When Broken Glass Floats

When Broken Glass Floats : Growing Up Under the Khmer Rouge

By (author) Chanrithy Him


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In the Cambodian proverb, "when broken glass floats" is the time when evil triumphs over good. That time began in 1975, when the Khmer Rouge took power in Cambodia and the Him family began their trek through the hell of the "killing fields." In a mesmerizing story, Him vividly recounts a Cambodia where rudimentary labor camps are the norm and technology, such as cars and electricity, no longer exists. Death becomes a companion at the camps, along with illness. Yet through the terror, Chanrithy's family remains loyal to one another despite the Khmer Rouge's demand of loyalty only to itself. Moments of inexpressible sacrifice and love lead them to bring what little food they have to the others, even at the risk of their own lives. In 1979, "broken glass" finally sinks. From a family of twelve, only five of the Him children survive. Sponsored by an uncle in Oregon, they begin their new lives in a land that promises welcome to those starved for freedom.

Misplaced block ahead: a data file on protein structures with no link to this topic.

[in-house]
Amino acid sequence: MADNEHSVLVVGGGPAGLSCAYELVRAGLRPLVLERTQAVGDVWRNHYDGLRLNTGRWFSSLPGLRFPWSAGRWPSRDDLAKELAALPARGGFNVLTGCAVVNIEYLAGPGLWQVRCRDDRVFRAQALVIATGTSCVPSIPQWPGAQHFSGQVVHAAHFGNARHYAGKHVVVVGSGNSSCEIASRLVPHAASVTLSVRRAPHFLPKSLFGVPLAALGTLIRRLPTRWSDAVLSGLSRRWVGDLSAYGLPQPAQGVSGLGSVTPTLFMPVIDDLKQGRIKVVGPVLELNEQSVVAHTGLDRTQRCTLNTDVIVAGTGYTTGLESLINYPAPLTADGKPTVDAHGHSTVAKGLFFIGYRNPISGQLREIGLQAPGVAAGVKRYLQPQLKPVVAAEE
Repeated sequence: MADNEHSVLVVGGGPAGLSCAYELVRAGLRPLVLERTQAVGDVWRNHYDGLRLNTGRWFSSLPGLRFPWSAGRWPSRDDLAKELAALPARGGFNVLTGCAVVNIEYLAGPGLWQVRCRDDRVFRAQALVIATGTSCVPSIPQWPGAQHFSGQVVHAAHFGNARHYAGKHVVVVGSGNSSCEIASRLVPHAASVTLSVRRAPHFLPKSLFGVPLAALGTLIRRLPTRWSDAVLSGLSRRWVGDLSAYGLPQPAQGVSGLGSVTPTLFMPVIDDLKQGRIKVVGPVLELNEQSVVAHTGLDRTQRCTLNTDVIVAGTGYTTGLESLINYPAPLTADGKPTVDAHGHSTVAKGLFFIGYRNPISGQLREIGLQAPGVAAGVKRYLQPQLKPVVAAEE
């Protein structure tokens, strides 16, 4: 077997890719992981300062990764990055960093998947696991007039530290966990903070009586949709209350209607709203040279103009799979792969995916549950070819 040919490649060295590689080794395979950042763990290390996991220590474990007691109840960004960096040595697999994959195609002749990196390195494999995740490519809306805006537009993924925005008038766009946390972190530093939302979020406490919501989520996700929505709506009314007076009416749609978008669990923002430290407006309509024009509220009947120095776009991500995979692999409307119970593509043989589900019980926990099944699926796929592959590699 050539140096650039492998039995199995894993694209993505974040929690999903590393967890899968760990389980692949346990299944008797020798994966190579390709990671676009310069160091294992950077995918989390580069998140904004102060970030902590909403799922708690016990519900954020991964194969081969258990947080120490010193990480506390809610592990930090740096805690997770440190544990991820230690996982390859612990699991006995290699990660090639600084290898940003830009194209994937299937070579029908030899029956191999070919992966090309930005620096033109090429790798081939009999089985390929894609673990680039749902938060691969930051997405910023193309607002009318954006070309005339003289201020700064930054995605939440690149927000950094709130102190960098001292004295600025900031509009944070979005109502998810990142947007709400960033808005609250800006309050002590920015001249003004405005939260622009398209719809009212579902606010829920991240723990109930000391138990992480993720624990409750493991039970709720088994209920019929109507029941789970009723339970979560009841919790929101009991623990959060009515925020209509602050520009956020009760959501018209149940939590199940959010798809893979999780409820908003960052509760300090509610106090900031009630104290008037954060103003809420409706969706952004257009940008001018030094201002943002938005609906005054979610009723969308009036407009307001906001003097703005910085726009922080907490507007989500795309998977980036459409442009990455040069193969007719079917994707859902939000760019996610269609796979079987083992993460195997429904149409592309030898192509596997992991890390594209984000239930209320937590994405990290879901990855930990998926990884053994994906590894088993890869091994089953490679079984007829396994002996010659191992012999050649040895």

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  • Paperback | 336 pages
  • 139.7 x 205.74 x 22.86mm | 272.15g
  • 12 Sep 2001
  • WW Norton & Co
  • New York
  • English
  • 15 black and whtie illustrations
  • 0393322106
  • 9780393322101
  • 51,462

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Author Information

Chanrithy Him, born in 1965, lives in Eugene, Oregon, where she works for the Khmer Adolescent Project, studying post-traumatic stress disorder among Cambodians.

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